While literary histories aim to offer a well-informed and reasonable objective overview, they are more detailed and interpretive than encyclopedias. They are useful for learning about trends in literature over a broad period. For example, you might want to place a work in the context of the development of a particular genre or within a period in history.
Histories provide background reading to address other questions such as: What form did literature take in the fifteenth century? Which female authors were writing in the Middle Ages? When did a particular school of criticism begin? Histories generally represent the consensus view against which new ideas or interpretations can be tested.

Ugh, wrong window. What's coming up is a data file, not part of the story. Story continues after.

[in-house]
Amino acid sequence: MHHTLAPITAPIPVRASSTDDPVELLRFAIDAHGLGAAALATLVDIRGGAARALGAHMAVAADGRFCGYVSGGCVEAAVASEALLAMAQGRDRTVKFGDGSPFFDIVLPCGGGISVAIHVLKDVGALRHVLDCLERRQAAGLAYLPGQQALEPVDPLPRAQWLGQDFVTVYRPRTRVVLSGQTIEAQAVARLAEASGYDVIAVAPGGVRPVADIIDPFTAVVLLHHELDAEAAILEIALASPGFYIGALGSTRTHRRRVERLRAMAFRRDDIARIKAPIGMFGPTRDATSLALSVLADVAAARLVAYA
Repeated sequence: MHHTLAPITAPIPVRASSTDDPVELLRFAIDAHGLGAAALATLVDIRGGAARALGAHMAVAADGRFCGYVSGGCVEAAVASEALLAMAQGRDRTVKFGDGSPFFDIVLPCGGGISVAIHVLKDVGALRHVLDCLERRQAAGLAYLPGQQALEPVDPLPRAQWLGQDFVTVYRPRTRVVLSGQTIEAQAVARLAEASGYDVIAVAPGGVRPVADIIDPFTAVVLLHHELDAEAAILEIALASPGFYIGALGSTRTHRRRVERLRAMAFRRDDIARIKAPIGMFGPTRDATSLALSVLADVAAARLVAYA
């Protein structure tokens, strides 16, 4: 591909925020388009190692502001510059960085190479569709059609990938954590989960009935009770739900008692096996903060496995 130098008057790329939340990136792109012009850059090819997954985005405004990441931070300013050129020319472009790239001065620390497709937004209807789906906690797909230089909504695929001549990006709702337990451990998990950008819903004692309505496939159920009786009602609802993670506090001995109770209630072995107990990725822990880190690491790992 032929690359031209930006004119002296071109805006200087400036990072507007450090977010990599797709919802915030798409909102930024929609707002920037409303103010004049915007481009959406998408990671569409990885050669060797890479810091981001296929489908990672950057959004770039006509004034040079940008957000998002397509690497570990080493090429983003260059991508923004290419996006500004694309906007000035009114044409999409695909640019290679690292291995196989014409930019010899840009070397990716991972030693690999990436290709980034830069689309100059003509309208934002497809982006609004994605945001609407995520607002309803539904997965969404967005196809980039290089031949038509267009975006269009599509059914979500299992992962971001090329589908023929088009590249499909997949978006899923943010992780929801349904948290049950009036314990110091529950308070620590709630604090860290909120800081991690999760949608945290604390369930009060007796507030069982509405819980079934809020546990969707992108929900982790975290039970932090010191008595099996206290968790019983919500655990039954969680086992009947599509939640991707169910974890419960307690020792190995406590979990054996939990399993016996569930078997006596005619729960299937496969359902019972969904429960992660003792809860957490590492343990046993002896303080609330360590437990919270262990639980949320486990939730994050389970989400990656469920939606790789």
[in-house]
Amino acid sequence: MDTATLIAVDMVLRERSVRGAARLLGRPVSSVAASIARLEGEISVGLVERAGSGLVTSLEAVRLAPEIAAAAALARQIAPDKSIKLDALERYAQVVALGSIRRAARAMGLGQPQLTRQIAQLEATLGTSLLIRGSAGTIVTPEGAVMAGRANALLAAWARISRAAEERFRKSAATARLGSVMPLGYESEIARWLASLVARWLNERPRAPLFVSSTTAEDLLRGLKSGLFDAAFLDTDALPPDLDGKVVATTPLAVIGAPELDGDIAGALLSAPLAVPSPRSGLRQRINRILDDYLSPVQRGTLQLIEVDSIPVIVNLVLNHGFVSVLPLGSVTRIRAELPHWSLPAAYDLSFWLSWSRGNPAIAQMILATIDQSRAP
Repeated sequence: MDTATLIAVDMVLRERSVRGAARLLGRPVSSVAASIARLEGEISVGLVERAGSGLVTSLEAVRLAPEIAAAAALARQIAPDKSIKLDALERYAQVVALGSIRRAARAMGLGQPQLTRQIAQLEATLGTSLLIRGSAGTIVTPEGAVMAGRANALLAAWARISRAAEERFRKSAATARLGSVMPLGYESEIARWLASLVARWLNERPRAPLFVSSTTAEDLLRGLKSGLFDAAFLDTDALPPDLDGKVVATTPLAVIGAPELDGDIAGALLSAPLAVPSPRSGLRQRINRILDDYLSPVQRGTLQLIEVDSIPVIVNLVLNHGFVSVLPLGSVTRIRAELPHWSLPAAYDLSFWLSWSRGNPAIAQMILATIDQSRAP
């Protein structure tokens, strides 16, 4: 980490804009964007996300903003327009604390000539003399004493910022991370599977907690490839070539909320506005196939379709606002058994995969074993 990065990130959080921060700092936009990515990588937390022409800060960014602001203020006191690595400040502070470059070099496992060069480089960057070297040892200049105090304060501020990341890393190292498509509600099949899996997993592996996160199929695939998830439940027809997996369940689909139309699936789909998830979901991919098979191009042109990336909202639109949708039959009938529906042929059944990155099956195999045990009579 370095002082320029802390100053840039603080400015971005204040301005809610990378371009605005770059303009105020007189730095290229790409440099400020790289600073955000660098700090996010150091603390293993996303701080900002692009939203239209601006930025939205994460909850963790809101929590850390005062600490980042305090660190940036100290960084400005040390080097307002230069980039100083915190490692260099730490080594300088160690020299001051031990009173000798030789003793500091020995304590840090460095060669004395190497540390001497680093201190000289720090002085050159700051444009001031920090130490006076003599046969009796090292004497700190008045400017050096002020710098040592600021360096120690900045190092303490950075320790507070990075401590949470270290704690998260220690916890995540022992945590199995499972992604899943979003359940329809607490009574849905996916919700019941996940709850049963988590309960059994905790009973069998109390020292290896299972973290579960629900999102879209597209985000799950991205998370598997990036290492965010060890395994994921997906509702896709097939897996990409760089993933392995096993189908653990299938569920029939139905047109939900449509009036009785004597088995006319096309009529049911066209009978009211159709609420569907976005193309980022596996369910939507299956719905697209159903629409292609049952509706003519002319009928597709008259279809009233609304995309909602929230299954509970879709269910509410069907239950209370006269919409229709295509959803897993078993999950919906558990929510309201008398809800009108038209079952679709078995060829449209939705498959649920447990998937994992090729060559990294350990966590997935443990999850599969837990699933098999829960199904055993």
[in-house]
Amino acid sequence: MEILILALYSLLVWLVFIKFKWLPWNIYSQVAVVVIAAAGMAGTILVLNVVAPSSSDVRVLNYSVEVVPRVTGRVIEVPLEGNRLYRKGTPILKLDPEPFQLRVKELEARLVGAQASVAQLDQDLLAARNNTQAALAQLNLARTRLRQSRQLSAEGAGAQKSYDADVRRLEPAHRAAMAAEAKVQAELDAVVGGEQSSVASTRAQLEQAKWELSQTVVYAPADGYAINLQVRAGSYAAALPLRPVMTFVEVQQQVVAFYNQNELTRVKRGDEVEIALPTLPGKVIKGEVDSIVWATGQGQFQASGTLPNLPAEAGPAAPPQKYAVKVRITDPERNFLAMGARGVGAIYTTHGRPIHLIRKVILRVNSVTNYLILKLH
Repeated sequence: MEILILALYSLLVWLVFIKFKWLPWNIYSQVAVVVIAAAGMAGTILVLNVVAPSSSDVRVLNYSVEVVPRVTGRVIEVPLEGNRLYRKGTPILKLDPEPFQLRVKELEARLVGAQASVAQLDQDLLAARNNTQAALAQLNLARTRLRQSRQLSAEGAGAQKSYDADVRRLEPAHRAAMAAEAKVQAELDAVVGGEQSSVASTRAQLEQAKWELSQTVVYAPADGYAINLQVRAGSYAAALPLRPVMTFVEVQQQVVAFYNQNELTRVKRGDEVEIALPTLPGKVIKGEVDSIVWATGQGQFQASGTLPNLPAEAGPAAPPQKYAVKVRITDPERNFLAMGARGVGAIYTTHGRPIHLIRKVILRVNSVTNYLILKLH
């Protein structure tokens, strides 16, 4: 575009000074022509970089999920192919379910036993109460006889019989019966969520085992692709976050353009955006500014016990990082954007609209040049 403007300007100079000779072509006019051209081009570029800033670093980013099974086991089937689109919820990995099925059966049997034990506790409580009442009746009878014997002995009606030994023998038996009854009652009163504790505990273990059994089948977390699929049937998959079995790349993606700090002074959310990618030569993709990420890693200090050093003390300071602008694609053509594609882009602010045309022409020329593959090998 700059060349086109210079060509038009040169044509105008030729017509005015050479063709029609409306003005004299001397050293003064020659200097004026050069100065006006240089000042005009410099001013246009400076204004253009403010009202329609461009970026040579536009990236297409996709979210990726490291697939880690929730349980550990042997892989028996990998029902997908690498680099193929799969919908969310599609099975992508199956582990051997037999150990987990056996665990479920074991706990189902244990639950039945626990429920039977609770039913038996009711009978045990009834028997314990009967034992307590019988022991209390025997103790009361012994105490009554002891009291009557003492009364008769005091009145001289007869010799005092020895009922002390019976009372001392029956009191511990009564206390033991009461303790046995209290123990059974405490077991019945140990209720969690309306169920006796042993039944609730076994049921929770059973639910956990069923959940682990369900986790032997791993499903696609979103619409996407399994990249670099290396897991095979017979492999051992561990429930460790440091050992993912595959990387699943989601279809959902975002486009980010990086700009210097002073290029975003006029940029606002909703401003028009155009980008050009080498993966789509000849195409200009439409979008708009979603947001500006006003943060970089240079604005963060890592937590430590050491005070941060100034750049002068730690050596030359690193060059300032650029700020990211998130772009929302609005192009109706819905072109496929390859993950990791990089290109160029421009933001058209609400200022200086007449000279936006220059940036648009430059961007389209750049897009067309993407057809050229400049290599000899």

This literary series (15 volumes) covers English literature from earliest known works to present. Each volume contains critical writings on a particular successive literary period. Includes excellent bibliographies. To find the Library's holdings, search QCAT by series title.
A Literary History of England
REF PR83.B3 1967
"Although dated in many respects, the work is still the best single-volume history of English literature".
Intended as a history of Western literary theory and criticism from classical antiquity to the present. Each volume of the 9 volume set consists of separately-authored essays on major theorists, groups, movements or schools, periods, and genres, and concludes with a bibliography of primary and secondary sources.